Army medic found faith after rescuing bear attack survivor: 'There's something bigger than myself out there' [VIDEO]

AP video screenshotJessica Gamboa

An Army medic in Alaska who rescued a bear attack survivor on May 18 said the experience made him believe in a higher power.

Sgt. Collin Gillikin found Jessica Gamboa, injured and bleeding, walking on the side of the road on Joint Base Elmendorf-Richardson in Anchorage. He couldn't believe she was still standing.

Gamboa—whose husband, Jacob, is a 4th Infantry Brigade Combat Team (Airborne), 25th Infantry Division soldier on the base—was out for a jog when she came across two brown bear cubs. She immediately stopped, knowing their mother could not be far away.

"As soon as I did that, I looked back to my left, and the mama bear was already coming towards me," Gamboa told the Associated Press on May 27.

She was knocked down by the sow, then picked up and carried to the side of the road where she was attacked in three violent outbursts. Gamboa does not know whether she was bitten or clawed.

The wife and mother remained in a fetal position, without screaming or fighting back, during the brutal encounter. After the bears left, she laid in the embankment for a couple of minutes.

"I felt completely like I was beaten half to death," she said.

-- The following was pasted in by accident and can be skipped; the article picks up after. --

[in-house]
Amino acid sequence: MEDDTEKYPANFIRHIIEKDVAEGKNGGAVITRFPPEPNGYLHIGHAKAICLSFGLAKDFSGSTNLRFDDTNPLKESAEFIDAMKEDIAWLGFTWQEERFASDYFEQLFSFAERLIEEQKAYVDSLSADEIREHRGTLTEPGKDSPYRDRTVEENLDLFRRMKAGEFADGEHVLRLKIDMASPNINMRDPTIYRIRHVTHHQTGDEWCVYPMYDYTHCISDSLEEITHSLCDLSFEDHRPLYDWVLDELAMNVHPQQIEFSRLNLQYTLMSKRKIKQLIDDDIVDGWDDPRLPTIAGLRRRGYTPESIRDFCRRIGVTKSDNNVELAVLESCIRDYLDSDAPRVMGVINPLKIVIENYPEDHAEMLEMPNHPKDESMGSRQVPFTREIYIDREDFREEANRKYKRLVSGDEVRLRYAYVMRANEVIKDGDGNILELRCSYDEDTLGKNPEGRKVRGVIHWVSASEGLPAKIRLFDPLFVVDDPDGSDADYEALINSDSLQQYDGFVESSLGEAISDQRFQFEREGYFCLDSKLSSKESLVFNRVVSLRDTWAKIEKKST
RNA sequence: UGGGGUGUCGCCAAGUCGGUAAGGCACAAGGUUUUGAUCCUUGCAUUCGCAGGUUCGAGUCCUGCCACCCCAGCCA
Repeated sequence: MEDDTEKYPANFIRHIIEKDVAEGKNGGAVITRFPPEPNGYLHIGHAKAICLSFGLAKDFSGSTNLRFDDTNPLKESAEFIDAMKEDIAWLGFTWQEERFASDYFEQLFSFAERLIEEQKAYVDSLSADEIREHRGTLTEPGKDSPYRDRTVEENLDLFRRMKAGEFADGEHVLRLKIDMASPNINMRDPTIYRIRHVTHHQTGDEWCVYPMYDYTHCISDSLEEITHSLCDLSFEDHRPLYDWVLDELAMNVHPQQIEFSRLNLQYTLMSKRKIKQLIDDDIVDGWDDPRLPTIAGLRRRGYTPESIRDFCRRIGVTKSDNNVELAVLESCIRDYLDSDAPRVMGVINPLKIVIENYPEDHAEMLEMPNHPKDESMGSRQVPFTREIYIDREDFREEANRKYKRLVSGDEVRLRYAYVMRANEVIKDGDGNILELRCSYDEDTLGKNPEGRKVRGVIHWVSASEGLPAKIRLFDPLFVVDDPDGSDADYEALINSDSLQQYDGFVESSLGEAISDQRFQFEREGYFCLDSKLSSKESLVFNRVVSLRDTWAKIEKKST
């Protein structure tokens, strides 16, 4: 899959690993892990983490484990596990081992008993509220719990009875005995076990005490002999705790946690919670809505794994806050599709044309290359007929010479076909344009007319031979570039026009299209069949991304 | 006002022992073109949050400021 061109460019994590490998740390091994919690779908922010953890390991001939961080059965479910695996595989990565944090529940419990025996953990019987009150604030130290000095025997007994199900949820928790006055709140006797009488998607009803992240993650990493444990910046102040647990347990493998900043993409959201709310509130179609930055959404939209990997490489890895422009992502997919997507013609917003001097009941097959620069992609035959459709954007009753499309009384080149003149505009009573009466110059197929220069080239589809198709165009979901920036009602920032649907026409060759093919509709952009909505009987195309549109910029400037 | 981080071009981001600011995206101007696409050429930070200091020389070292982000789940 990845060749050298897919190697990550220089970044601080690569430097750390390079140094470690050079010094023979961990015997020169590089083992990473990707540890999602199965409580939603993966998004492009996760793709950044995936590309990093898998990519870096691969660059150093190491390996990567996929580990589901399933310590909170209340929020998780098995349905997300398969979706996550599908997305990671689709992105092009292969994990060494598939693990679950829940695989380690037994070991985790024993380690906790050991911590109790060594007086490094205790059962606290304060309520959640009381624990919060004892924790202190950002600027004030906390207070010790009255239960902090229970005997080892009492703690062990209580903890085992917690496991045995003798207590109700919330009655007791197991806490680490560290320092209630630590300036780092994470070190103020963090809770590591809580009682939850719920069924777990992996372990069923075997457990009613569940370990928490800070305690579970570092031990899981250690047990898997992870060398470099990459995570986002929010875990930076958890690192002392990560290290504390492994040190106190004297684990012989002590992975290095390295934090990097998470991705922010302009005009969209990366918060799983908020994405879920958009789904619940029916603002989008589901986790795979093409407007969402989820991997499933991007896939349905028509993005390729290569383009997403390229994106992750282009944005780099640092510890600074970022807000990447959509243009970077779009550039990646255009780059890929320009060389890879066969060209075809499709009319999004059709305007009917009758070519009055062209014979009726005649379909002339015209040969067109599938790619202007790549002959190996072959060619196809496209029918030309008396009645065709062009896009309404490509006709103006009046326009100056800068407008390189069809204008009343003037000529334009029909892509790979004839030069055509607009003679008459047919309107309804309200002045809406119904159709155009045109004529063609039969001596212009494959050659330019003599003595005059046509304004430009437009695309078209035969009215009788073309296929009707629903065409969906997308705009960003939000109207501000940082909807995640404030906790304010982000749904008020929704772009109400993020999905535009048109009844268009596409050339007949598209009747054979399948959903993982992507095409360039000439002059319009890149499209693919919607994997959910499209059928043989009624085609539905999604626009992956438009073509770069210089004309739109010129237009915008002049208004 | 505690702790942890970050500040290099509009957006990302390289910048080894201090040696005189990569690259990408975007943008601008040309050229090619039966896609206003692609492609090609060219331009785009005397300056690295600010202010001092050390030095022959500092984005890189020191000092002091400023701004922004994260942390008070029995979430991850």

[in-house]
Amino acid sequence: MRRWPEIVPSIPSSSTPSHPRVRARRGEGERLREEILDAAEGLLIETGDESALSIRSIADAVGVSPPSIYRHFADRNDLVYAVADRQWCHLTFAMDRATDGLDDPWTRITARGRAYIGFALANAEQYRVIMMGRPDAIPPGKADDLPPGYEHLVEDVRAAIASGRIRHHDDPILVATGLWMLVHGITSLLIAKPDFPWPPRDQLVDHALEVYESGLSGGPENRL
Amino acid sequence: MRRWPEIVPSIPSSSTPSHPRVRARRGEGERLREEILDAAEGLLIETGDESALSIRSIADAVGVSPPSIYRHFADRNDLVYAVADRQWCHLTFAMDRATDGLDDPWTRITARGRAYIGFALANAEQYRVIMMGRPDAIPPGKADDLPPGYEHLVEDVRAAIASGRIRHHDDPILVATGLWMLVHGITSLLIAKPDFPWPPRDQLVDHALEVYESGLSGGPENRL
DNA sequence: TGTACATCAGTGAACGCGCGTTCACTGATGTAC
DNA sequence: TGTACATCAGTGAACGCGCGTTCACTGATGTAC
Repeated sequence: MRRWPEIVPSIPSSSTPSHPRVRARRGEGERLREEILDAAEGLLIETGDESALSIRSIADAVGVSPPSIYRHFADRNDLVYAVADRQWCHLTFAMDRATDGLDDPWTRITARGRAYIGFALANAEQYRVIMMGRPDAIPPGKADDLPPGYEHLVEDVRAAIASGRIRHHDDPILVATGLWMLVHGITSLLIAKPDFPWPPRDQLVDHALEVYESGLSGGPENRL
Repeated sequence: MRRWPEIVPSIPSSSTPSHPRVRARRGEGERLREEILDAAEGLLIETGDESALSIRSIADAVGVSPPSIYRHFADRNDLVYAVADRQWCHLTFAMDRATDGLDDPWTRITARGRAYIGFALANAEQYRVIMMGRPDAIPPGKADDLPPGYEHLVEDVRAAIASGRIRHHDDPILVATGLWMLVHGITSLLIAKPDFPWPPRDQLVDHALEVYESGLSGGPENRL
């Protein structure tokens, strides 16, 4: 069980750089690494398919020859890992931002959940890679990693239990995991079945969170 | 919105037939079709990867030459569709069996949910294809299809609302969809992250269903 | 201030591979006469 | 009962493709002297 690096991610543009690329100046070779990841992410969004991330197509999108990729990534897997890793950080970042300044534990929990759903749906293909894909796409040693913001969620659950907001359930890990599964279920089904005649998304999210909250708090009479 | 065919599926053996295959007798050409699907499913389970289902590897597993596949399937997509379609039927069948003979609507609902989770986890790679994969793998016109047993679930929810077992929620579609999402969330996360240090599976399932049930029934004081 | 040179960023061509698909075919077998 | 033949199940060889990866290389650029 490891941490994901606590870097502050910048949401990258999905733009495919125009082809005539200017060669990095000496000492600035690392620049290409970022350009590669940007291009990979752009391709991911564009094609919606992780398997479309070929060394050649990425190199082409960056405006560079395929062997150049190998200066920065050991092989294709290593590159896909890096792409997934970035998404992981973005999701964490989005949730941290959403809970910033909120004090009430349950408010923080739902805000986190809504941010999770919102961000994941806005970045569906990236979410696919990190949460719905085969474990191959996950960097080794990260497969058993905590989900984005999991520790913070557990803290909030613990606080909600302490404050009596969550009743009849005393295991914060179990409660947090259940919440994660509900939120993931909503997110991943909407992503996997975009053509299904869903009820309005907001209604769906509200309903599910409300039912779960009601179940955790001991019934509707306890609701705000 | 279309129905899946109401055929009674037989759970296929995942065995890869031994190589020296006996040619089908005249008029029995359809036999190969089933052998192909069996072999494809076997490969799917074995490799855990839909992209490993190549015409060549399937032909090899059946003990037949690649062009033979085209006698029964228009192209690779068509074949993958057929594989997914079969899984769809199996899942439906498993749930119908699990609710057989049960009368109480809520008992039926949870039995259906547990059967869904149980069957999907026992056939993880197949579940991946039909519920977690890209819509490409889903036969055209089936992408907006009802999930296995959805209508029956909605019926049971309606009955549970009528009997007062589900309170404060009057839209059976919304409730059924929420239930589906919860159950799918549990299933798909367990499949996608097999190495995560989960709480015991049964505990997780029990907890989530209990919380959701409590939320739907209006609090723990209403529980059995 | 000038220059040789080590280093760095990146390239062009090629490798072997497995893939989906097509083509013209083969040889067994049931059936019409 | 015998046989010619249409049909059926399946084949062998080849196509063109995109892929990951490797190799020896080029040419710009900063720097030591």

Gamboa called out for her husband, who was also out jogging, but received no response. She thought of her four-year-old son, and prayed to God for strength to walk to safety.

The 25-year-old was walking to her truck to call 911 when Sgt. Gillikin's vehicle approached her.

"I got a little bit closer and she was stumbling a little bit," he told AP. "That's when I stopped the truck."

Gamboa was applying pressure to her neck wounds with both hands, and was bleeding from her arms, legs, and face.

Gillikin drove her to the base hospital, and Gamboa was eventually treated at the Alaska Native Medical Center. She suffered a torn ear, neck fractures, and multiple lacerations across her body.

Gamboa, a California native, cannot believe she survived.

"It seems still surreal, just for the fact that I'm still alive— seems unreal," she said.

The experience also changed Gillikin from a man without faith to a believer.

"It kind of made me realize there's something bigger than myself out there," he said.

Associated Press